To complement this marathon of mini-series viewing is the perfect, low-maintenance Indian dinner that takes two days to make and results in a feast enough for six. Which means that you can binge-watch with friends AND feed them a fun dinner. Two days of cooking anything may not sound like it is low-maintenance to you at all, but even easier than a crock-pot recipe, all this chicken dish requires is ten minutes of preparation.
Introducing effortlessly easy Tandoori Chicken… the exotic entree that captured the appetites of mid-century eaters world-wide. Straight from Craig Claiborne’s 1963 Herb and Spice Cook Book, this recipe features simple ingredients, a slow marinade and a slow bake. As you fill your head with the dramatic experience of Indian Summers you’ll fill your space with an aromatic blanket of Indian spices. It’s a well-rounded sensory experience of a most magnificent kind!
The origins of this style of slow roasted chicken have their beginnings with Kundan Lal Gujral who experimented with tandoori (a method of clay oven cooking) in a restaurant in Peshawar, British India during the 1920’s and 1930’s.
By 1947 he perfected his methods and started serving it in his own restaurant in Delhi where it turned into a favorite signature dish. By the 1960’s it was all the rage being offered everywhere from humble houses to luxury hotels, restaurants and even on-board airplanes. Craig Claiborne loved it for its feature of the spice coriander, which symbolizes hidden worth.
There are many variations of Tandoori chicken featuring different spice combinations – some turning the chicken a bright fiery red, others turning it a deep orangey brown. This recipe lies somewhere in the middle. Dark upon exit from the oven and infused with a tangy warmth encouraged by the citrus and vinegar, it practically falls off the bone once it is out of the oven. Ideally you’d have your own tandoori to cook it in, but if not, then a regular roasting dish works just fine.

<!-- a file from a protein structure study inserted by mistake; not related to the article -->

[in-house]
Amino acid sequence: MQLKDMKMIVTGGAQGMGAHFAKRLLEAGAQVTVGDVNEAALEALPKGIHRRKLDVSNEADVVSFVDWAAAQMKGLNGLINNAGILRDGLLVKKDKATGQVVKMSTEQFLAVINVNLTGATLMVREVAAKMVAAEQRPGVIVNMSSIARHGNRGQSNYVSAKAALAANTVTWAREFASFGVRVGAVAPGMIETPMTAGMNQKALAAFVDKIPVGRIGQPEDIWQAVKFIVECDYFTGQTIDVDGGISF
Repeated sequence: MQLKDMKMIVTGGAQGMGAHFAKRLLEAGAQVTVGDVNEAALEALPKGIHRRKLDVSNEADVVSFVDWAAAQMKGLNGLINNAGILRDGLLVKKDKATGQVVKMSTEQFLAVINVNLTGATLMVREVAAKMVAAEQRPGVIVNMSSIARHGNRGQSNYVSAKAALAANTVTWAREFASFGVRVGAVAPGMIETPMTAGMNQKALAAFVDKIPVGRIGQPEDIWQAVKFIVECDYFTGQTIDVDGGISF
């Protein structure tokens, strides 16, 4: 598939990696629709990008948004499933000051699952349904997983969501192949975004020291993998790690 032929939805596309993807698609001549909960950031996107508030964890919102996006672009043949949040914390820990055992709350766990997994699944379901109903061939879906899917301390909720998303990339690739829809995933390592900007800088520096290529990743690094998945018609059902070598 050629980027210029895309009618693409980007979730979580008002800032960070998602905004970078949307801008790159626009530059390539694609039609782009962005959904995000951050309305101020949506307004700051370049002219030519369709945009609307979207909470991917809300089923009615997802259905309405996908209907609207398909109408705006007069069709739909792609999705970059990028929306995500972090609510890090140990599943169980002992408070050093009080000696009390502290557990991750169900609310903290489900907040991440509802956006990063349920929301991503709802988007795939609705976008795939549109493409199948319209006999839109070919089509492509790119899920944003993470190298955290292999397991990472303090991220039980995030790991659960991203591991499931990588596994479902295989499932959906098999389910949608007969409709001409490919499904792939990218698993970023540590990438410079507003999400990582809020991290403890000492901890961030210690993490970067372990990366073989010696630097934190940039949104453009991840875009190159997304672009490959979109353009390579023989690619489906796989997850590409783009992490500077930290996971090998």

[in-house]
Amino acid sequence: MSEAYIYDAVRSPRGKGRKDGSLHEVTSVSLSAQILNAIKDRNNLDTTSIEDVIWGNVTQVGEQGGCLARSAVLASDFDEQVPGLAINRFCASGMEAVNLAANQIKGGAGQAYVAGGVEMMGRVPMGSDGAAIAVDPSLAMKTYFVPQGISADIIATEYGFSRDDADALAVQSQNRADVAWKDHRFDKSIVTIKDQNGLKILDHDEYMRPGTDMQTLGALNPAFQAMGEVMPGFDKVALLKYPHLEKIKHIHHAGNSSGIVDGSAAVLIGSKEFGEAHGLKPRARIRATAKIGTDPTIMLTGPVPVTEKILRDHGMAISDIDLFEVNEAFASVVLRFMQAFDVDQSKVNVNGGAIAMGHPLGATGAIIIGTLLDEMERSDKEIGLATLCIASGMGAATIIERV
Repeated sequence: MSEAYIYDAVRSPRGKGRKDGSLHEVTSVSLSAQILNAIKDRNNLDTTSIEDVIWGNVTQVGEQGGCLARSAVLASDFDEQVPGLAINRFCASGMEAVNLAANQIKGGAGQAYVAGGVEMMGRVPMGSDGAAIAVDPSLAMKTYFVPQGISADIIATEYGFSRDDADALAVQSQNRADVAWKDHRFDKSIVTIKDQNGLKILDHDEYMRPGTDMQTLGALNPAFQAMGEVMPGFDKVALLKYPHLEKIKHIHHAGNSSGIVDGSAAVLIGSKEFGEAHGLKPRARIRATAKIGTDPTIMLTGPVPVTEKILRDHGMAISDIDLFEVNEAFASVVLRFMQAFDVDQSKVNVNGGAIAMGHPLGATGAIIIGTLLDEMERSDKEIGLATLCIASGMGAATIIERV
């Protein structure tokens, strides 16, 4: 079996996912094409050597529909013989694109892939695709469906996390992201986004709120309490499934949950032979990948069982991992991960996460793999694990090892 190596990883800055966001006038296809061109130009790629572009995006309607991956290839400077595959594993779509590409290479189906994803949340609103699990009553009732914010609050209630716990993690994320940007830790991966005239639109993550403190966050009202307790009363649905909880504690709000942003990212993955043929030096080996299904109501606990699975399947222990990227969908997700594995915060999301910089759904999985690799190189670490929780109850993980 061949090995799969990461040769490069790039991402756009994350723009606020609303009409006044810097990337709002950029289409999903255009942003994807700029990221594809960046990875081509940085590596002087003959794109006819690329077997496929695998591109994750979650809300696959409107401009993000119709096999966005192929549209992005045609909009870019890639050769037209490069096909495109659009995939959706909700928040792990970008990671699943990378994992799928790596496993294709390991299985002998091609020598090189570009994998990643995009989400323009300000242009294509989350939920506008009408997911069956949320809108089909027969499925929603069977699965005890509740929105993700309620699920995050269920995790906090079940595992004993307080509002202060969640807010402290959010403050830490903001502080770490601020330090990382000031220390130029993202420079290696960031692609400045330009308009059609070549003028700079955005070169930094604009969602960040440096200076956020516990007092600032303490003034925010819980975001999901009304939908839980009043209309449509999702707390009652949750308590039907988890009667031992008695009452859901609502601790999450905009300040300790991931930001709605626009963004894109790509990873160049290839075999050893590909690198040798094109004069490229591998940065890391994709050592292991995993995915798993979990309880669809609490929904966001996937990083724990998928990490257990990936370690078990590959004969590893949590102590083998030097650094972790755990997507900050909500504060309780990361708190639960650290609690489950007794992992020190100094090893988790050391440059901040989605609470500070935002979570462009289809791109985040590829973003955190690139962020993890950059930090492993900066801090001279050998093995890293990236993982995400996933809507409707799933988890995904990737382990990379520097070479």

1 5-6lb. chicken
2 cups yogurt
1 clove garlic, minced
2 teaspoons coriander
1/2 teaspoon crushed red pepper
1/2 teaspoon freshly ground black pepper
1/2 teaspoon dry mustard
1/2 teaspoon cardamom
1/2 teaspoon ginger
1/2 teaspoon cumin
1/3 cup cider vinegar
2 table spoons fresh lime or lemon juice
2 teaspoons salt
Wash the chicken and place in a close fitting bowl. In a seperate bowl, combine the yogurt, garlic, spices, vinegar, lime juice and salt. Mix well and pour over the chicken. Turn to coat well with the marinade. Place in the refrigerator and marinate at least 12 hours or overnight.
Preheat the oven to 325 degrees.
3. Remove the chicken from the mixture and place it on a rack in a shallow baking dish or roaster. Save aside the marinade mixture for future basting.
4. Bake until tender, about 3 and a half hours. During the first hour and a half baste the chicken once with the yogurt marinade (at about the 45 minute mark). At the hour and a half mark baste again with olive oil. And then repeat the olive oil paste two more times within the remaining baking period (about every 45 minutes). You might need to tent the chicken for the last 45 minutes with aluminum foil to keep from over browning.